Association of Parental Chronic Pain With Chronic Pain in the Adolescent and Young Adult Family Linkage Data From the HUNT Study
ABSTRACT To examine a possible association of parental chronic pain with chronic pain in the adolescent and young adult and to explore whether a relationship could be explained by socioeconomic and psychosocial factors or may be affected by differences in family structure.
Unselected, population-based, cross-sectional study.
Nord-Trøndelag County, Norway.
All inhabitants of Nord-Trøndelag County who were 13 years or older were invited to enroll in the study. In total, 8200 of 10 485 invitees (78.2%) participated in the investigation. Among 7913 participants in the target age group (age range, 13-18 years), 7373 (93.2%) completed the pain questions. The final study population consisted of 5370 adolescents or young adults for whom one or both parents participated in the adult survey.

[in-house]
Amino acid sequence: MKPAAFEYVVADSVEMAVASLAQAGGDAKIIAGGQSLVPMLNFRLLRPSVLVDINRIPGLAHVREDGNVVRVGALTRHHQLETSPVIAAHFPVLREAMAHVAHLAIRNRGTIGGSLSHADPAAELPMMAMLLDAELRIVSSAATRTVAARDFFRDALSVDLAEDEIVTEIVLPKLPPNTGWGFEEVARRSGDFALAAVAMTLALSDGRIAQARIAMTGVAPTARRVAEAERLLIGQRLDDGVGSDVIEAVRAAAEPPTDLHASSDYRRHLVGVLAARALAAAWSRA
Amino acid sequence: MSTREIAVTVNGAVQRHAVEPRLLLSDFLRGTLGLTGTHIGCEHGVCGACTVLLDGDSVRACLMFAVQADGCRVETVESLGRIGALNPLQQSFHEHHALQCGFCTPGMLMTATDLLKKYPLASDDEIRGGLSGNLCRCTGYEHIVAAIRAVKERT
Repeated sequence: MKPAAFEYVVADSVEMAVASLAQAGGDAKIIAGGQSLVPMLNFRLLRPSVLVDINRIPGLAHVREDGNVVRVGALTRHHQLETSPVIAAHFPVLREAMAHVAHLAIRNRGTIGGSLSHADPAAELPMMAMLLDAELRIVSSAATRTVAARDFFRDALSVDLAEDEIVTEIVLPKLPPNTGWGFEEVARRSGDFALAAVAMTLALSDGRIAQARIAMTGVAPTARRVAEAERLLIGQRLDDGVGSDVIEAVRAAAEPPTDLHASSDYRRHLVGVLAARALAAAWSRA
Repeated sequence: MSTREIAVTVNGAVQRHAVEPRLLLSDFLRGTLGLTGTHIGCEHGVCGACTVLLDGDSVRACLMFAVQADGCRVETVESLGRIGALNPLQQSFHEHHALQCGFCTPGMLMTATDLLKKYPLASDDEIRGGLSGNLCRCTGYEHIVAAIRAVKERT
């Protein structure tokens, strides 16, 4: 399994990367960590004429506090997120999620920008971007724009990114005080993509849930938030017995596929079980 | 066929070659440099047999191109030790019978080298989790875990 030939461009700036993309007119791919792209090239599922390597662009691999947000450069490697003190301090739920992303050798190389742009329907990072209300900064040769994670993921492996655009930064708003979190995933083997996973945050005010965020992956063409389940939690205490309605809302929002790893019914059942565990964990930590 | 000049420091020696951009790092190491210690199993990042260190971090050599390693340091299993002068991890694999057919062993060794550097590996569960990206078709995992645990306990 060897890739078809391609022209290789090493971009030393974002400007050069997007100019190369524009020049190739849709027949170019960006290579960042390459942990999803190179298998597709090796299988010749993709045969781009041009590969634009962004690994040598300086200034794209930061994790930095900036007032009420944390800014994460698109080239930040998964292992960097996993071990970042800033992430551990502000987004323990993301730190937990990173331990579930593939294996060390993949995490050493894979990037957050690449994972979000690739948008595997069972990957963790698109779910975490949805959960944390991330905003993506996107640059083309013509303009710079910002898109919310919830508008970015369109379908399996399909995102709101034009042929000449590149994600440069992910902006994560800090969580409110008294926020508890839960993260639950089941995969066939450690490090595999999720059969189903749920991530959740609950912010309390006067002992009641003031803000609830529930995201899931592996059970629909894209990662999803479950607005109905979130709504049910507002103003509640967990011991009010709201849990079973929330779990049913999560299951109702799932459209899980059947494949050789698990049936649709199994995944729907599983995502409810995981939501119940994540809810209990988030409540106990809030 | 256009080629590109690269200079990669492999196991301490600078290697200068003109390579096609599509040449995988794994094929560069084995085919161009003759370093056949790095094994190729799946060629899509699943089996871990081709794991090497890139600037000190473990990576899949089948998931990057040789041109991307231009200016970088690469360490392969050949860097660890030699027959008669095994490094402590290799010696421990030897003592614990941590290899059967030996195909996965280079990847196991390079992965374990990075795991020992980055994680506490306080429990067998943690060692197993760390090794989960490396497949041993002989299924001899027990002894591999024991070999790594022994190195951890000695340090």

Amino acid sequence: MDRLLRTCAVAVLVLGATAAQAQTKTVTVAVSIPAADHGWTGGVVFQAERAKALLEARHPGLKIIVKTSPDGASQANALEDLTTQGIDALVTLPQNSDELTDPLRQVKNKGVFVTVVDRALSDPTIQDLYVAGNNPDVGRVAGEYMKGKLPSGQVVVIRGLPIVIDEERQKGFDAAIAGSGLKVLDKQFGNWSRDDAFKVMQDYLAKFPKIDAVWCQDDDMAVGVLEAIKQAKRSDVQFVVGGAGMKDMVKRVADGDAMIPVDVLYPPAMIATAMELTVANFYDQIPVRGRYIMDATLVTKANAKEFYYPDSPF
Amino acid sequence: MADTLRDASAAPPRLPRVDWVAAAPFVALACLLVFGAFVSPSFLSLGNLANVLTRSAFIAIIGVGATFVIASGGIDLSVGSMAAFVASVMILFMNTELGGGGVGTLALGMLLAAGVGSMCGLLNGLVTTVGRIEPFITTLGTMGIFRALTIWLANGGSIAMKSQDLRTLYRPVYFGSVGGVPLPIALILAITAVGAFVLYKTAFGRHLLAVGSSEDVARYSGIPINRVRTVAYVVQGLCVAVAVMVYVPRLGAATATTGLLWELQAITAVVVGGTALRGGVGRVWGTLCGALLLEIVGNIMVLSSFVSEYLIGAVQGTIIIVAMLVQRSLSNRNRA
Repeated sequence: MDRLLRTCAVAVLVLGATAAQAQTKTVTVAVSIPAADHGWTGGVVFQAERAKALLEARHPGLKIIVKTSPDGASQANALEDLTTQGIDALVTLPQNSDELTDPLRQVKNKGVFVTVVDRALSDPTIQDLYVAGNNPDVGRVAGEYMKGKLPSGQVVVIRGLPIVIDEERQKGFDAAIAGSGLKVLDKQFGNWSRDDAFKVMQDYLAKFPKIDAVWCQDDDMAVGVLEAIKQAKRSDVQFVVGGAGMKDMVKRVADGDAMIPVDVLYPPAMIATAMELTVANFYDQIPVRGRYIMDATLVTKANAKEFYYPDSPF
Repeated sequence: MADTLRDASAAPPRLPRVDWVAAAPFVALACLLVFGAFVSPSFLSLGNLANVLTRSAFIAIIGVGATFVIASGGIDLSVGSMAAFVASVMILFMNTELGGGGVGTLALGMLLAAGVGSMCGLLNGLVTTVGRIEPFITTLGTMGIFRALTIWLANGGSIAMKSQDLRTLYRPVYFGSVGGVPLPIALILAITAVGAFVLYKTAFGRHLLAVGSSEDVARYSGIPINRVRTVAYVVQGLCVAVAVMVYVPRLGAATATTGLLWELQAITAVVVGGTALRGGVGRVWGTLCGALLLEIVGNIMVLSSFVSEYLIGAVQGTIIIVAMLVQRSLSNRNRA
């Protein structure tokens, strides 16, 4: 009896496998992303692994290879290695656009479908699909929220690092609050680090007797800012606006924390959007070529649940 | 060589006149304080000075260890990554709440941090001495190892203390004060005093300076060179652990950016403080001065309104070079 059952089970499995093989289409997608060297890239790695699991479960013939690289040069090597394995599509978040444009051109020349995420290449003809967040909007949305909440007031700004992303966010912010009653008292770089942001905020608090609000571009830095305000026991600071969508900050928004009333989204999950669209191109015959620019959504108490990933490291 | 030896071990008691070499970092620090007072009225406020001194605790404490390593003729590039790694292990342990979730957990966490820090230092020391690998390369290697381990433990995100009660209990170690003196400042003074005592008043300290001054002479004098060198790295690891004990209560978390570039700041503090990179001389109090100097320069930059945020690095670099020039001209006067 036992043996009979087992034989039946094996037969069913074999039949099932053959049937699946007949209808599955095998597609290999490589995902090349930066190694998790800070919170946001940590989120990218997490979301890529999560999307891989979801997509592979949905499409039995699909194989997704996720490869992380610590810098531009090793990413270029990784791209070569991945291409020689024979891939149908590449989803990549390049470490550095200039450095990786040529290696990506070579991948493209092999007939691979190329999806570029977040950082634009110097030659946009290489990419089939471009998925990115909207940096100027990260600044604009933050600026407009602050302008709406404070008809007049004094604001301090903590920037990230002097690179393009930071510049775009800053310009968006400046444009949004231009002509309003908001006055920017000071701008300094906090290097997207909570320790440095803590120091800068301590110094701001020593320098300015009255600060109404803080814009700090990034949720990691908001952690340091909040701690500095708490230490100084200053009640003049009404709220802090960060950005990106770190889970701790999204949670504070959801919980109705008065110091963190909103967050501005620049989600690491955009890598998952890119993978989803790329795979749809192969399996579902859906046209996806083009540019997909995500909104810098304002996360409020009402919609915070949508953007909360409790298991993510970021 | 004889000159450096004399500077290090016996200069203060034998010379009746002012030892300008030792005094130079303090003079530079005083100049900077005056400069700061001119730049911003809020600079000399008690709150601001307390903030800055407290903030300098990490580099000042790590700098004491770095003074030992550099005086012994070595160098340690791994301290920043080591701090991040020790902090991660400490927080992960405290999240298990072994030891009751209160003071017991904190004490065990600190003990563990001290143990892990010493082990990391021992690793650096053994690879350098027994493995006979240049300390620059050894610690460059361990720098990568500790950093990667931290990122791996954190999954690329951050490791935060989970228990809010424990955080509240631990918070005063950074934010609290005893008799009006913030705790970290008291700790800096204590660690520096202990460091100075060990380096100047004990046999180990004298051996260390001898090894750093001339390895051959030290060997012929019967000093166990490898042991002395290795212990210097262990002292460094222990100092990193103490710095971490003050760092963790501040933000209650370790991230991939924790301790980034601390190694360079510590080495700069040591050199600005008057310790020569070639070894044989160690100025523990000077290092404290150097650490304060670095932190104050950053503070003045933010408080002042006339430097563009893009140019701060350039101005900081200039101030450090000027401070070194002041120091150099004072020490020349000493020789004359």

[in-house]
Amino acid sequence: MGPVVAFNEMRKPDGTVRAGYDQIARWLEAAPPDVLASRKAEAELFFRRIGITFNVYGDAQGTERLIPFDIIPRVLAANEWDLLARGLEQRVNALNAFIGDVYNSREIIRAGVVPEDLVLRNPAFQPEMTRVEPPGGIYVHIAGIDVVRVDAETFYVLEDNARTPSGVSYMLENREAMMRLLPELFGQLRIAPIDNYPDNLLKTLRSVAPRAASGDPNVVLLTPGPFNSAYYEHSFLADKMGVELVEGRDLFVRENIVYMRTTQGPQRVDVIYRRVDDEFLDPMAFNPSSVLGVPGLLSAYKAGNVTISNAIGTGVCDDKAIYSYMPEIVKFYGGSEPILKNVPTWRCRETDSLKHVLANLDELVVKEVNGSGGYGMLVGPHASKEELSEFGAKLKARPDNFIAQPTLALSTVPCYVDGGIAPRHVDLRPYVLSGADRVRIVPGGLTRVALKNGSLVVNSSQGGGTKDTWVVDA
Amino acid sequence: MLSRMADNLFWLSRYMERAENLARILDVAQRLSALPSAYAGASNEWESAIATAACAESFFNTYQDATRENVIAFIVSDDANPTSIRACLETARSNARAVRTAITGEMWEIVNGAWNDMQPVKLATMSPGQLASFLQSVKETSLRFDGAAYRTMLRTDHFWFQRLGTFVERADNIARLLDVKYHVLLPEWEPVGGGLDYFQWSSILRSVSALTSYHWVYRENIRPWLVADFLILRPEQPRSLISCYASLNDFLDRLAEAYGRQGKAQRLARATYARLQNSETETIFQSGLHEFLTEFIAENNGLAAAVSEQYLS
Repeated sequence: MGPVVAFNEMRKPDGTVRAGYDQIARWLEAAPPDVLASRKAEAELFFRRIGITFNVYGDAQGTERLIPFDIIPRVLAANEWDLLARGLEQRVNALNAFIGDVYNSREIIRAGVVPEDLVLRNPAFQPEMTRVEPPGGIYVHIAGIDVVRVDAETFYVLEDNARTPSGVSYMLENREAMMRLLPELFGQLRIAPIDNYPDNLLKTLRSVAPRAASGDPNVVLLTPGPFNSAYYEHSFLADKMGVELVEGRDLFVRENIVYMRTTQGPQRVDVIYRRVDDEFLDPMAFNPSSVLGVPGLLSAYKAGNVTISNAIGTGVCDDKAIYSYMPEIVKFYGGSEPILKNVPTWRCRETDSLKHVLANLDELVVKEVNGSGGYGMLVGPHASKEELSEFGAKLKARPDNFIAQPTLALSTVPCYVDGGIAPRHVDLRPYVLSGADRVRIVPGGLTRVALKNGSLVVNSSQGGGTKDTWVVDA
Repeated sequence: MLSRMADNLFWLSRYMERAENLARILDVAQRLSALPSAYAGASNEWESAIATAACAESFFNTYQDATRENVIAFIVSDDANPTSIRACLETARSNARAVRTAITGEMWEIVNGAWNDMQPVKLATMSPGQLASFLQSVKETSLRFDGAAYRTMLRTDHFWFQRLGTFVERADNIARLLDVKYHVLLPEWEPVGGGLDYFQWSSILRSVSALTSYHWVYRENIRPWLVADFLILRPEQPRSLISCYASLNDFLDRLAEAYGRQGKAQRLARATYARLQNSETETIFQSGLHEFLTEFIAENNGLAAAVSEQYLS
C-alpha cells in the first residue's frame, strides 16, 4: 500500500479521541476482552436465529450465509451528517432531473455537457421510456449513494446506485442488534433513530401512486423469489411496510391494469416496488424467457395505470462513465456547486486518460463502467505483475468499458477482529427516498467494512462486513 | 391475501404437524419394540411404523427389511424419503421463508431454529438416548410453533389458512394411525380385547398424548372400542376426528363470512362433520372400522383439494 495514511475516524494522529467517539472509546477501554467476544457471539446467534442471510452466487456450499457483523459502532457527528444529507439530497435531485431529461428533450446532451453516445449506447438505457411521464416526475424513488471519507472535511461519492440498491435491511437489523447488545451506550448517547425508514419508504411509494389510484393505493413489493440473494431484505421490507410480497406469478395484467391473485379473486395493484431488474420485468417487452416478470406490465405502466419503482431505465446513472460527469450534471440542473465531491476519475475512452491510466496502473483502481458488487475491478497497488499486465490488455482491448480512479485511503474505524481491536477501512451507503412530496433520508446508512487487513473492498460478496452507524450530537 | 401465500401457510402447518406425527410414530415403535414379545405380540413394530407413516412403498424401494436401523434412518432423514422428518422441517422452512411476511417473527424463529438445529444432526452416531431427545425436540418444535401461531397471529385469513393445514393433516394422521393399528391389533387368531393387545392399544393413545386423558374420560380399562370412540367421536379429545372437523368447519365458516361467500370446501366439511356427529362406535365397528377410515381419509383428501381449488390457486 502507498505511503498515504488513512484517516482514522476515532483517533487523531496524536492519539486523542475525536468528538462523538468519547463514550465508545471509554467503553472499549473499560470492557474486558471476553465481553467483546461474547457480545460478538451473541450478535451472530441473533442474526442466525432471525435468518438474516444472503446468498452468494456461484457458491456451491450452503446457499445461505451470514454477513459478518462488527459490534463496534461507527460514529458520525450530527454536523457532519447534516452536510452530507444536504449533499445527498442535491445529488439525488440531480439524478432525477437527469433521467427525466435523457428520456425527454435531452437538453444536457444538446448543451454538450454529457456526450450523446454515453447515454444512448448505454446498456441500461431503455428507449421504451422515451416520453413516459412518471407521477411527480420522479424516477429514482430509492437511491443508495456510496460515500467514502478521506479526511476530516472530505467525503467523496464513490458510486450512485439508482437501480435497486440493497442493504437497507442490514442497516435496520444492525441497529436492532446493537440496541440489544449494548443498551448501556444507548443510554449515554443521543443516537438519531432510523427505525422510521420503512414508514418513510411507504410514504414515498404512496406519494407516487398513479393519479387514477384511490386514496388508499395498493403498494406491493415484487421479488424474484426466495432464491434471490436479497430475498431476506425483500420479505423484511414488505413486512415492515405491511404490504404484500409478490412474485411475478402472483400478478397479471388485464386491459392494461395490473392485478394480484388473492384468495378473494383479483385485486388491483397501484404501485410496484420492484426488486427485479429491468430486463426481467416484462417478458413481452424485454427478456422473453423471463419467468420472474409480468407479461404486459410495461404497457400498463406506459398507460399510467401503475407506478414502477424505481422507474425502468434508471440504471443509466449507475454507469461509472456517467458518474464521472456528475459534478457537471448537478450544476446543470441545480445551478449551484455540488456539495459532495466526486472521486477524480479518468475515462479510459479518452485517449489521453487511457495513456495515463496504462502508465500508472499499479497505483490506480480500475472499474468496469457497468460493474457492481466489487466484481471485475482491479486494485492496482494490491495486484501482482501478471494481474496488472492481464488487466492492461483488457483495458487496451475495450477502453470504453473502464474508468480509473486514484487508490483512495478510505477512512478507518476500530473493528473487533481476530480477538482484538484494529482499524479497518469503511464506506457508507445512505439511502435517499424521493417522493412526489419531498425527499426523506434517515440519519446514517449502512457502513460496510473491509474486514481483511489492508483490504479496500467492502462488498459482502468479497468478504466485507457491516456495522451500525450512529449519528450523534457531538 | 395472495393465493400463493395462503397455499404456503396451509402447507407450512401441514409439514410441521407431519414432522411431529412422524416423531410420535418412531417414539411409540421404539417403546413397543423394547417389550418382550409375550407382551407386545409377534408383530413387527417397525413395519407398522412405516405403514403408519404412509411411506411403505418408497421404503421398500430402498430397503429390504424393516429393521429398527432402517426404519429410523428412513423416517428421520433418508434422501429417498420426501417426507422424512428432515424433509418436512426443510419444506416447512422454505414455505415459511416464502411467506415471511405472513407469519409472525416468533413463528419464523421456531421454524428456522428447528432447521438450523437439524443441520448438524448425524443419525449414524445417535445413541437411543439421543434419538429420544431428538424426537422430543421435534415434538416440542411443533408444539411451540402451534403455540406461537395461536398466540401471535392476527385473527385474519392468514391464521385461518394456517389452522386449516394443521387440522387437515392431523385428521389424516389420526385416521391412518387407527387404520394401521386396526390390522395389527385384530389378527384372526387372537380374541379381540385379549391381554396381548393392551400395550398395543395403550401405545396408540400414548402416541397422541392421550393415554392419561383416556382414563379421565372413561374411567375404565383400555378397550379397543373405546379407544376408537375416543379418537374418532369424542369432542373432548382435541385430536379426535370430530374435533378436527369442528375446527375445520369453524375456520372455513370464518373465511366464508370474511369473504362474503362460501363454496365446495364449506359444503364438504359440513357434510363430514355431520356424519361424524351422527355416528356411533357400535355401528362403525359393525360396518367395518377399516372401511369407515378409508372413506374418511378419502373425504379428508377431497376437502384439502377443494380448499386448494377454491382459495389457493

The primary outcome measure was chronic nonspecific pain in adolescents and young adults, defined as pain in at least 1 location, unrelated to any known disease or injury, experienced at least once a week during the past 3 months. Chronic multisite pain was defined as chronic pain in at least 3 locations.
Maternal chronic pain was associated with chronic nonspecific pain and chronic multisite pain in adolescents and young adults (odds ratio, 1.5; 95% CI, 1.3-1.8). Paternal chronic pain was associated with increased odds of pain in adolescents and young adults. The odds of chronic nonspecific pain and chronic multisite pain in adolescents and young adults increased when both parents reported pain. Adjustments for socioeconomic and psychosocial factors did not change the results, although differences in family structure did. Among offspring living primarily with their mothers, clear associations were observed between maternal pain and pain in adolescents and young adults, but no association was found with paternal pain.
Parental chronic pain is associated with chronic nonspecific pain and especially with chronic multisite pain in adolescents and young adults. Family structure influences the relationship, indicating that family pain models and shared environmental factors are important in the origin of chronic pain.